Canyon Cinema Luminaries 2014: The Travellers – The Films of Mark Lapore and Robert Fulton
The Films of Mark Lapore
Curated by Irina Leimbacher
Introduction by Elisabeth Subrin, Assistant Professor of Film and Media Art at Temple University. A Q&A will follow the films.
Filmmaking and travelling are so deeply intertwined that they are almost inseparable in the lives and oeuvres of Mark Lapore (1952-2005) and Robert Fulton (1939-2002). This program is dedicated to these two very different artists for whom filmmaking was a way of exploring and reflecting on both the larger world and the act of seeing through film. The works of Lapore and Fulton each embody a radical and unique way of looking at other cultures or places and engaging with the space-time of landscapes or cities not our own. Both highly influential and much-loved teachers, they are among the most important experimental filmmakers of the end of the last century.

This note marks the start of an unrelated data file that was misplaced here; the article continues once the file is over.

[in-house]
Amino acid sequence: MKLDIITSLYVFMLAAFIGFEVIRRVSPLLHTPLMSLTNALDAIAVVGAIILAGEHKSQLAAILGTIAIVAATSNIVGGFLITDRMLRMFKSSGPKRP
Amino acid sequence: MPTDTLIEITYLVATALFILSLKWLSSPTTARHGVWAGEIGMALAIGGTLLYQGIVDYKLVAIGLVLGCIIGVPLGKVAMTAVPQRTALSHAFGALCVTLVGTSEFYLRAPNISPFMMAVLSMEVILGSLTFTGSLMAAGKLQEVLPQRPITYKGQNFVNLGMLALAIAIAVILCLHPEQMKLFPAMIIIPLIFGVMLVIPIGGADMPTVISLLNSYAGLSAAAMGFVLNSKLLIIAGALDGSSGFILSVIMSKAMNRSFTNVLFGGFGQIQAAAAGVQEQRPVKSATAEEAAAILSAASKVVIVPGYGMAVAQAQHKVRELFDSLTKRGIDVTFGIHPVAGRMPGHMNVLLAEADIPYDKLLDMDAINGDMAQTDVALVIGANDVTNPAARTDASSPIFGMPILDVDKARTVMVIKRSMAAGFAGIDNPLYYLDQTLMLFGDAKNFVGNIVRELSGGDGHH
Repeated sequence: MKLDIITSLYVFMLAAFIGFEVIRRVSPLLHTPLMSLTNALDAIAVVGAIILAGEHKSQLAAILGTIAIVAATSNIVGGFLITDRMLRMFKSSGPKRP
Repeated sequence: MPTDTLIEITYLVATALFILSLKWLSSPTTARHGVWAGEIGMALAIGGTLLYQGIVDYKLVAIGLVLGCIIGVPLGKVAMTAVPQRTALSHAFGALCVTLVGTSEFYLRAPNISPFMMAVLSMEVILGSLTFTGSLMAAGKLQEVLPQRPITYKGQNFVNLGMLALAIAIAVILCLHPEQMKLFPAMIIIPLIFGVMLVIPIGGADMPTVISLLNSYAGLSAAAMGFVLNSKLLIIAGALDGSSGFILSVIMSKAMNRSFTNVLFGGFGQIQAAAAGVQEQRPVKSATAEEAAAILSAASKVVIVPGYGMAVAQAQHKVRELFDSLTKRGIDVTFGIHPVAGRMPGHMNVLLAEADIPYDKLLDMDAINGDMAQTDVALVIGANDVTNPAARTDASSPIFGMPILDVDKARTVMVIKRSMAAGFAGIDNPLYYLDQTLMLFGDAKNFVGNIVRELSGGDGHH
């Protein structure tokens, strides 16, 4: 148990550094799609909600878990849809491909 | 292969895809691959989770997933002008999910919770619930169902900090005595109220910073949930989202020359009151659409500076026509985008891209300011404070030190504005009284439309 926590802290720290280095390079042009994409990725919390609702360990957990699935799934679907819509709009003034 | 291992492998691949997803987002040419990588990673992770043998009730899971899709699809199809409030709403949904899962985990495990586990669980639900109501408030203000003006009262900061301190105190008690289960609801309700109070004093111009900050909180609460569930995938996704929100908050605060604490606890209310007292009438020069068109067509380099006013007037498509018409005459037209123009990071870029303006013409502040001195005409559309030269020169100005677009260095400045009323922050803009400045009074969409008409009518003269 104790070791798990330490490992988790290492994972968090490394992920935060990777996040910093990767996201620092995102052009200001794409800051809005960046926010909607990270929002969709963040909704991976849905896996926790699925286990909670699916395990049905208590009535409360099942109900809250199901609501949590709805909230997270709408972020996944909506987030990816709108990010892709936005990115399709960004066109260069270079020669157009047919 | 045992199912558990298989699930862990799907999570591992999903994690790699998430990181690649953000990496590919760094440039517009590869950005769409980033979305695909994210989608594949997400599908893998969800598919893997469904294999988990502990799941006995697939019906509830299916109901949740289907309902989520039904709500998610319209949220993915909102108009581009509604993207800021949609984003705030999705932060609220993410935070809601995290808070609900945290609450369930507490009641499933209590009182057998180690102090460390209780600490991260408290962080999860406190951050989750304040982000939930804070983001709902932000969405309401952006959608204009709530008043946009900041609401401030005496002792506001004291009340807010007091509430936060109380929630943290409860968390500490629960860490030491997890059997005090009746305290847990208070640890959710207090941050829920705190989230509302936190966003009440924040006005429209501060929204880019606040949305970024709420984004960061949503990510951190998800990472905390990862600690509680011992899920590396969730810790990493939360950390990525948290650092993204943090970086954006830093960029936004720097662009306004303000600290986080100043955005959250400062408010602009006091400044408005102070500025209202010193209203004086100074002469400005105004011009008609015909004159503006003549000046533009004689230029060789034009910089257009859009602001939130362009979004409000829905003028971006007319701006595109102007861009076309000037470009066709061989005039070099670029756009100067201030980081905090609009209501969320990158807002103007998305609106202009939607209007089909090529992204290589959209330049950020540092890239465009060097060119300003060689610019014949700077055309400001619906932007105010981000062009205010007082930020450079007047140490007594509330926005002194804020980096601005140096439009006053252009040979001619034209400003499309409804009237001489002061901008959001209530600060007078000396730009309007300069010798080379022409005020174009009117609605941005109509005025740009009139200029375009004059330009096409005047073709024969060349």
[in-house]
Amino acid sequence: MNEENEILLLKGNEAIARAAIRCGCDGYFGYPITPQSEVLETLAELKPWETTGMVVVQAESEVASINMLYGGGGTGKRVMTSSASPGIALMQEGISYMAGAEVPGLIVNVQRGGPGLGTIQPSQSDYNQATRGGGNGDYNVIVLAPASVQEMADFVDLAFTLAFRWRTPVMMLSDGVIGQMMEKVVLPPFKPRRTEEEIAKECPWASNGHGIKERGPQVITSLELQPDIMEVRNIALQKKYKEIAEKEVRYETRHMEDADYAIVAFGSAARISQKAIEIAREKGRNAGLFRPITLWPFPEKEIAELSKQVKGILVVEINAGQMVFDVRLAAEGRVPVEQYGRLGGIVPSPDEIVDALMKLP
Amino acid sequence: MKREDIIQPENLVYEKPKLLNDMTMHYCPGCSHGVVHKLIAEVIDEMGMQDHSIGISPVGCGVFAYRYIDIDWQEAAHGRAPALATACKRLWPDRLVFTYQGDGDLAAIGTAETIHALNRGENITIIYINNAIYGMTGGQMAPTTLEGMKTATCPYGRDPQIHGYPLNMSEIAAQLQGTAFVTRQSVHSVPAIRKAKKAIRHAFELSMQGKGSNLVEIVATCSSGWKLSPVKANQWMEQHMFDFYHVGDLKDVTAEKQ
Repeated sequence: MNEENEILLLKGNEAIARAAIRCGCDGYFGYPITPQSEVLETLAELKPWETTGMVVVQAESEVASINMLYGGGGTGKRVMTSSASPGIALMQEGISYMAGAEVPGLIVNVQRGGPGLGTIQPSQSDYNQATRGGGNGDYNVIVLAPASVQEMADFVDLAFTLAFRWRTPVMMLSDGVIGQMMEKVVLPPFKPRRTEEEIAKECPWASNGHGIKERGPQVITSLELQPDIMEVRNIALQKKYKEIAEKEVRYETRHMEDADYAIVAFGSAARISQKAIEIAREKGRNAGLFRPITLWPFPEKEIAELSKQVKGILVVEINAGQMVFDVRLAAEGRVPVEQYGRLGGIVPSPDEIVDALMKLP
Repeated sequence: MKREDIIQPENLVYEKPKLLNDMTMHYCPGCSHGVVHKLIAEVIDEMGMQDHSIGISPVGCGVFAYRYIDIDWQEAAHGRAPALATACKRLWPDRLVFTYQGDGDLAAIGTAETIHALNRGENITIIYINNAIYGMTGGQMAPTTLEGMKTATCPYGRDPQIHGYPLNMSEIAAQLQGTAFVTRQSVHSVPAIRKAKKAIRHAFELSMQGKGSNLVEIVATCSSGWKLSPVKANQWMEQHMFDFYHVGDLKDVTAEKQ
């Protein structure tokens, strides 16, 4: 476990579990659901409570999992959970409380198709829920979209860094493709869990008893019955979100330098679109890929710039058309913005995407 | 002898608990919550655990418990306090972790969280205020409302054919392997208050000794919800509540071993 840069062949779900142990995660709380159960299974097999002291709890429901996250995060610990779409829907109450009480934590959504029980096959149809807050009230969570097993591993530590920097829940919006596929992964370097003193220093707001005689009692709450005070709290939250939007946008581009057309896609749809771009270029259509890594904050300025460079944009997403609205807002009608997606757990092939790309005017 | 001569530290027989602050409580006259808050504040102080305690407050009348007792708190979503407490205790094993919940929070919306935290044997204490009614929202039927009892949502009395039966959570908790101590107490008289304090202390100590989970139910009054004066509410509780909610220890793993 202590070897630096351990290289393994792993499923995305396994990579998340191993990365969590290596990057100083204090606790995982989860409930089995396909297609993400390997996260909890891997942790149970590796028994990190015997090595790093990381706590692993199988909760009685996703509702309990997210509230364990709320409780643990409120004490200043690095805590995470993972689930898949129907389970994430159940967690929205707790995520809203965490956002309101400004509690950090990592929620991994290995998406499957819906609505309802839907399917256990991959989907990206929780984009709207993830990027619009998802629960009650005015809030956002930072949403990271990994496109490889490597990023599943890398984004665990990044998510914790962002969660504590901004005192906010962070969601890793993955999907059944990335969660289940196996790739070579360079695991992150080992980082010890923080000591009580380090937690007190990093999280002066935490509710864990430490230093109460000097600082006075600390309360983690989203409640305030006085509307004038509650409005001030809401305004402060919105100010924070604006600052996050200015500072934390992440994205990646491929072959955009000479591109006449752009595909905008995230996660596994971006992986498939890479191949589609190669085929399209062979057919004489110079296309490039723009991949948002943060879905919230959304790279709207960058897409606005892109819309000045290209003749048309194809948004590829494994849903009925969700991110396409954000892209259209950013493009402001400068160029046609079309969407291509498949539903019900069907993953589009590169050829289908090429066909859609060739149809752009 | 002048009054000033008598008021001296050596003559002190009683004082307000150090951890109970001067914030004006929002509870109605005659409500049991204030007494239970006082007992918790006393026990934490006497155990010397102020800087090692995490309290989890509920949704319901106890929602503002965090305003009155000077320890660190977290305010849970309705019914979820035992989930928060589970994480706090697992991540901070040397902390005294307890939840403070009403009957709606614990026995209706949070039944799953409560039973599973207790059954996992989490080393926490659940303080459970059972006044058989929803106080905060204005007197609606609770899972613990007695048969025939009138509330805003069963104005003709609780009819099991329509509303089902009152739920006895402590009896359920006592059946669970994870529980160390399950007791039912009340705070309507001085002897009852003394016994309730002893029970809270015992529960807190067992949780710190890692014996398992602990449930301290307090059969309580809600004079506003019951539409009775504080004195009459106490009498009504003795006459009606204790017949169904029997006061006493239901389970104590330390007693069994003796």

Mark Lapore spent time living and filming in Sudan, Sri Lanka, and India as well as Idaho and New York, and his work critically engages with both ethnographic and avant-garde traditions. Influenced by the long takes and cinematography of Lumière, Warhol, and Bresson, Lapore’s patient and aesthetically exquisite cinematic observations are never prurient and always revelatory. Humble yet penetrating, inquiring rather than assertive, Lapore elaborates a complex visual ethics across his oeuvre, questioning what it means to make images of other cultures.
dir. Mark LaPore, USA, 1989, 16mm, 16 min.
Depression in the Bay of Bengal
dir. Mark LaPore, USA, 1996, 16mm, 28 min.
The Five Bad Elements
dir. Mark LaPore, USA, 1997, 16mm, 35 min.
The Glass System
dir. Mark LaPore, USA, 2000, 16mm, 20 min.
Irina Leimbacher is a film scholar, curator and professor of film at Keene State College in New Hampshire. She is co-founder of kino21 and was the curator of the 2009 Flaherty Film Seminar.